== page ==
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In southern Hidalgo and Grant Counties, New Mexico, the northwestern end of the Pedregosa basin has a high petroleum potential. Paleozoic rocks, dominantly shallow-marine carbonates, are over 11,000 ft (3,350 m) thick. Of the 11 formations, ranging in age from Cambrian to Permian, 7 contain favorable oil- or gas-source units. Mesozoic rocks, generally shallow-marine limestones and deltaic sandstones-mudstones, are nearly 10,000 ft (3,050 m) thick. Two of the three Lower Cretaceous formations contain favorable source units. Gas-prone kerogens are more abundant than the oil-prone types. At normal depths of burial, organic matter in the source units has reached thermal maturity, and some in the older formations is overmature. In the lower plate of a major Laramide thrust fau t, the Lower Cretaceous units are overmature and the older Paleozoic units may be thermally metamorphosed.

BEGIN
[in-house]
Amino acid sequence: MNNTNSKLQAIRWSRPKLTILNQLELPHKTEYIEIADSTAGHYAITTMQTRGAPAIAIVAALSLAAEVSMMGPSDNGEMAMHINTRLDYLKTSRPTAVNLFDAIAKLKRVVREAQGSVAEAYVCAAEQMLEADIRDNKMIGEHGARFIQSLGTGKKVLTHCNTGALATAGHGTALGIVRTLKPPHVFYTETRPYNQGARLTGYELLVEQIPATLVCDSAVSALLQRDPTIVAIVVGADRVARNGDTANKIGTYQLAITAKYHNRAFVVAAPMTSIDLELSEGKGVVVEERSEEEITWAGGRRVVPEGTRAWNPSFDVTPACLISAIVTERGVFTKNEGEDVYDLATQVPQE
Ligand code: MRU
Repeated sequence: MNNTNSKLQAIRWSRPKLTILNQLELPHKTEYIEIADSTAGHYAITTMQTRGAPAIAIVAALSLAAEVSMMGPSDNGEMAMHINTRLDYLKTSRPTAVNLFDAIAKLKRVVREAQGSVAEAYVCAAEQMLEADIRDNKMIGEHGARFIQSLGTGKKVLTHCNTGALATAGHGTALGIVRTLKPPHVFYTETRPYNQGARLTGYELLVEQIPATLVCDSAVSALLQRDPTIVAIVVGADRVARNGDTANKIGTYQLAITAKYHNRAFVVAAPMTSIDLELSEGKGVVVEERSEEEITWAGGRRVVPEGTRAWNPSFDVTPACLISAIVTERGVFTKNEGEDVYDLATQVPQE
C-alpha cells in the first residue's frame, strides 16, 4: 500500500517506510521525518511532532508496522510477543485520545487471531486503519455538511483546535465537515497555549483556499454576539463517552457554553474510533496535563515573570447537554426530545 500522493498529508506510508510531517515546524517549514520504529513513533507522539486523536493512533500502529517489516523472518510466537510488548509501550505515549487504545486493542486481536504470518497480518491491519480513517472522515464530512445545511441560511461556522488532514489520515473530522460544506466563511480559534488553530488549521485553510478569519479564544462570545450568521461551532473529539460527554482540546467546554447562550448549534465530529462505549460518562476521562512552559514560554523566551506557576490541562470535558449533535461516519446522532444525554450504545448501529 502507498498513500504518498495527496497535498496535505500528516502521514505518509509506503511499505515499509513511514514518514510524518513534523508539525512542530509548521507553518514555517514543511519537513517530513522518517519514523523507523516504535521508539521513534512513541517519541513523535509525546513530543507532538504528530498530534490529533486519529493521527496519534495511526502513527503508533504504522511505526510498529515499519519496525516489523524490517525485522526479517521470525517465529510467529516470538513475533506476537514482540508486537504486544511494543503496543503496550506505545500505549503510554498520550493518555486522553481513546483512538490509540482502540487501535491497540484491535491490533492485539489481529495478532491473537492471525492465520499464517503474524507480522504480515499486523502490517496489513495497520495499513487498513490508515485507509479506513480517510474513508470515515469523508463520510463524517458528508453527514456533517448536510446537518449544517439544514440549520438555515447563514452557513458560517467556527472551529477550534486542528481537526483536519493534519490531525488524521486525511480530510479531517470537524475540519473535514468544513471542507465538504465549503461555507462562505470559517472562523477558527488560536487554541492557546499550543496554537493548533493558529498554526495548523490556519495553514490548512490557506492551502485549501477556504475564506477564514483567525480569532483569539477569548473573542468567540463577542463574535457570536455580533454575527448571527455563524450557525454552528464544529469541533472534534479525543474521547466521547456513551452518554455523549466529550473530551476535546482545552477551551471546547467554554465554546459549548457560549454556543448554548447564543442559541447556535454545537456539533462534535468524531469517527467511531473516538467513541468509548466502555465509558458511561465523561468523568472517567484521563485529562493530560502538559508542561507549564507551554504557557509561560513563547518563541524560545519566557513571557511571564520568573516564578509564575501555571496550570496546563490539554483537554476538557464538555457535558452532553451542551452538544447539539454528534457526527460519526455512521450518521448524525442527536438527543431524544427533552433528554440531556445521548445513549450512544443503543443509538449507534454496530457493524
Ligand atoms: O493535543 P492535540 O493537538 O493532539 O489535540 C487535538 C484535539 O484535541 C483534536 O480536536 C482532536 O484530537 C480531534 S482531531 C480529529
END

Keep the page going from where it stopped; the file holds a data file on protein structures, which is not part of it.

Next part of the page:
Best reservoir objectives are the porous dolostones, totaling 484 ft (148 m) in thickness, in the upper part of the Horquilla Formation (Pennsylvanian-Permian). They are located at the shelf margin of a deep-marine basin. Other favorable reservoir units are indicated in surface exposures.
In this frontier area, only 11 exploration wells have been drilled to Precambrian, Paleozoic, or Mesozoic rocks. Shows of oil or gas were reported in 6 of the wells. None of the wells have tested the better reservoir objectives in the deeper parts of the graben valleys, where commercial accumulations of petroleum are likely to be preserved. Tertiary-intrusive and volcanic-cauldron complexes have thermally metamorphosed older sedimentary units only locally. Basin and Range faulting has disrupted subsurface fluid systems in many parts of the area. Despite the challenging risks, the high potential encourages further exploratory drilling on selected petroleum prospects.
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